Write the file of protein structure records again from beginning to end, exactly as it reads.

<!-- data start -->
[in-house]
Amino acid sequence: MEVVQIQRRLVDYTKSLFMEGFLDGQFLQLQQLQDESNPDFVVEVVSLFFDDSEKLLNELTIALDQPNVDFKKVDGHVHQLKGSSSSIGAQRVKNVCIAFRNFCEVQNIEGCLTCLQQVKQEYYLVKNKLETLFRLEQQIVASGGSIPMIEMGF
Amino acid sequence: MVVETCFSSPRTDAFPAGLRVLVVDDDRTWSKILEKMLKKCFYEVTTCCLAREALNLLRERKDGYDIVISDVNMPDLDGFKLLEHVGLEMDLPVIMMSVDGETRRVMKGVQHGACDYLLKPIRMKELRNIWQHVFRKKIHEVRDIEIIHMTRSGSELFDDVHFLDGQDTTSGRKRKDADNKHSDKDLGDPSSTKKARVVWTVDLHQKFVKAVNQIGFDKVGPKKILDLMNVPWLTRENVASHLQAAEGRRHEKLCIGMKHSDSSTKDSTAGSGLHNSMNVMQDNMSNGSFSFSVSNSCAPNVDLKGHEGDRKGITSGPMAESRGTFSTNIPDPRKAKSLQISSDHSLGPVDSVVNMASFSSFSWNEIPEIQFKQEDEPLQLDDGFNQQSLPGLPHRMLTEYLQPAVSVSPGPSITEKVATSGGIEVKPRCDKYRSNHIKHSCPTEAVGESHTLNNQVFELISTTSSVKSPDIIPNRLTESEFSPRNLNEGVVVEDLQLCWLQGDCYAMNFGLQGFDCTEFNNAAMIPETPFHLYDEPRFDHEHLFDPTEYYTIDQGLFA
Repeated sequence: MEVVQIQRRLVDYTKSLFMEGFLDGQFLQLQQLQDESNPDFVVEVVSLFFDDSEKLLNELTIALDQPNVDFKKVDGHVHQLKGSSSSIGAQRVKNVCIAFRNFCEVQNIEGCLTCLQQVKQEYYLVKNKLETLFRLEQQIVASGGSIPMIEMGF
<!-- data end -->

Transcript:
[in-house]
Amino acid sequence: MEVVQIQRRLVDYTKSLFMEGFLDGQFLQLQQLQDESNPDFVVEVVSLFFDDSEKLLNELTIALDQPNVDFKKVDGHVHQLKGSSSSIGAQRVKNVCIAFRNFCEVQNIEGCLTCLQQVKQEYYLVKNKLETLFRLEQQIVASGGSIPMIEMGF
Amino acid sequence: MVVETCFSSPRTDAFPAGLRVLVVDDDRTWSKILEKMLKKCFYEVTTCCLAREALNLLRERKDGYDIVISDVNMPDLDGFKLLEHVGLEMDLPVIMMSVDGETRRVMKGVQHGACDYLLKPIRMKELRNIWQHVFRKKIHEVRDIEIIHMTRSGSELFDDVHFLDGQDTTSGRKRKDADNKHSDKDLGDPSSTKKARVVWTVDLHQKFVKAVNQIGFDKVGPKKILDLMNVPWLTRENVASHLQAAEGRRHEKLCIGMKHSDSSTKDSTAGSGLHNSMNVMQDNMSNGSFSFSVSNSCAPNVDLKGHEGDRKGITSGPMAESRGTFSTNIPDPRKAKSLQISSDHSLGPVDSVVNMASFSSFSWNEIPEIQFKQEDEPLQLDDGFNQQSLPGLPHRMLTEYLQPAVSVSPGPSITEKVATSGGIEVKPRCDKYRSNHIKHSCPTEAVGESHTLNNQVFELISTTSSVKSPDIIPNRLTESEFSPRNLNEGVVVEDLQLCWLQGDCYAMNFGLQGFDCTEFNNAAMIPETPFHLYDEPRFDHEHLFDPTEYYTIDQGLFA
Repeated sequence: MEVVQIQRRLVDYTKSLFMEGFLDGQFLQLQQLQDESNPDFVVEVVSLFFDDSEKLLNELTIALDQPNVDFKKVDGHVHQLKGSSSSIGAQRVKNVCIAFRNFCEVQNIEGCLTCLQQVKQEYYLVKNKLETLFRLEQQIVASGGSIPMIEMGF